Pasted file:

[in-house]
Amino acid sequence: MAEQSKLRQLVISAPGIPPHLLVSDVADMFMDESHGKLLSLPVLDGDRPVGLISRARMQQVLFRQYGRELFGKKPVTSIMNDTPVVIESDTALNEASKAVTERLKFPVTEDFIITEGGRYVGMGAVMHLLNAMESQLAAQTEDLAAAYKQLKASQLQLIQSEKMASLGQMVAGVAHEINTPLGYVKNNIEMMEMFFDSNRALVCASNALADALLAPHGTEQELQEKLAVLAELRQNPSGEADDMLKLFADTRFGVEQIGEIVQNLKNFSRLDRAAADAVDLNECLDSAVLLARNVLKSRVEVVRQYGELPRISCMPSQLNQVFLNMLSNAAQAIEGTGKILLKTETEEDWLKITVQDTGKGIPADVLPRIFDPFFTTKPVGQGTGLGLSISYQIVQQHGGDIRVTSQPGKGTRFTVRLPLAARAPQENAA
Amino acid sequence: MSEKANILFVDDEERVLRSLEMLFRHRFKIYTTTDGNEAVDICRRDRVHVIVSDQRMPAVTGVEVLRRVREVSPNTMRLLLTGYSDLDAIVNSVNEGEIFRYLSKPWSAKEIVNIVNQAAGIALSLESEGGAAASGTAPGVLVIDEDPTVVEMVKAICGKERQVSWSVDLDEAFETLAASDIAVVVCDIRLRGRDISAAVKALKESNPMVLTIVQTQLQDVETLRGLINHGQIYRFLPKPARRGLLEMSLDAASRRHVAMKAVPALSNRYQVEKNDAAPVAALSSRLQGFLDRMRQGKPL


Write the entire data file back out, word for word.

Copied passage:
[in-house]
Amino acid sequence: MAEQSKLRQLVISAPGIPPHLLVSDVADMFMDESHGKLLSLPVLDGDRPVGLISRARMQQVLFRQYGRELFGKKPVTSIMNDTPVVIESDTALNEASKAVTERLKFPVTEDFIITEGGRYVGMGAVMHLLNAMESQLAAQTEDLAAAYKQLKASQLQLIQSEKMASLGQMVAGVAHEINTPLGYVKNNIEMMEMFFDSNRALVCASNALADALLAPHGTEQELQEKLAVLAELRQNPSGEADDMLKLFADTRFGVEQIGEIVQNLKNFSRLDRAAADAVDLNECLDSAVLLARNVLKSRVEVVRQYGELPRISCMPSQLNQVFLNMLSNAAQAIEGTGKILLKTETEEDWLKITVQDTGKGIPADVLPRIFDPFFTTKPVGQGTGLGLSISYQIVQQHGGDIRVTSQPGKGTRFTVRLPLAARAPQENAA
Amino acid sequence: MSEKANILFVDDEERVLRSLEMLFRHRFKIYTTTDGNEAVDICRRDRVHVIVSDQRMPAVTGVEVLRRVREVSPNTMRLLLTGYSDLDAIVNSVNEGEIFRYLSKPWSAKEIVNIVNQAAGIALSLESEGGAAASGTAPGVLVIDEDPTVVEMVKAICGKERQVSWSVDLDEAFETLAASDIAVVVCDIRLRGRDISAAVKALKESNPMVLTIVQTQLQDVETLRGLINHGQIYRFLPKPARRGLLEMSLDAASRRHVAMKAVPALSNRYQVEKNDAAPVAALSSRLQGFLDRMRQGKPL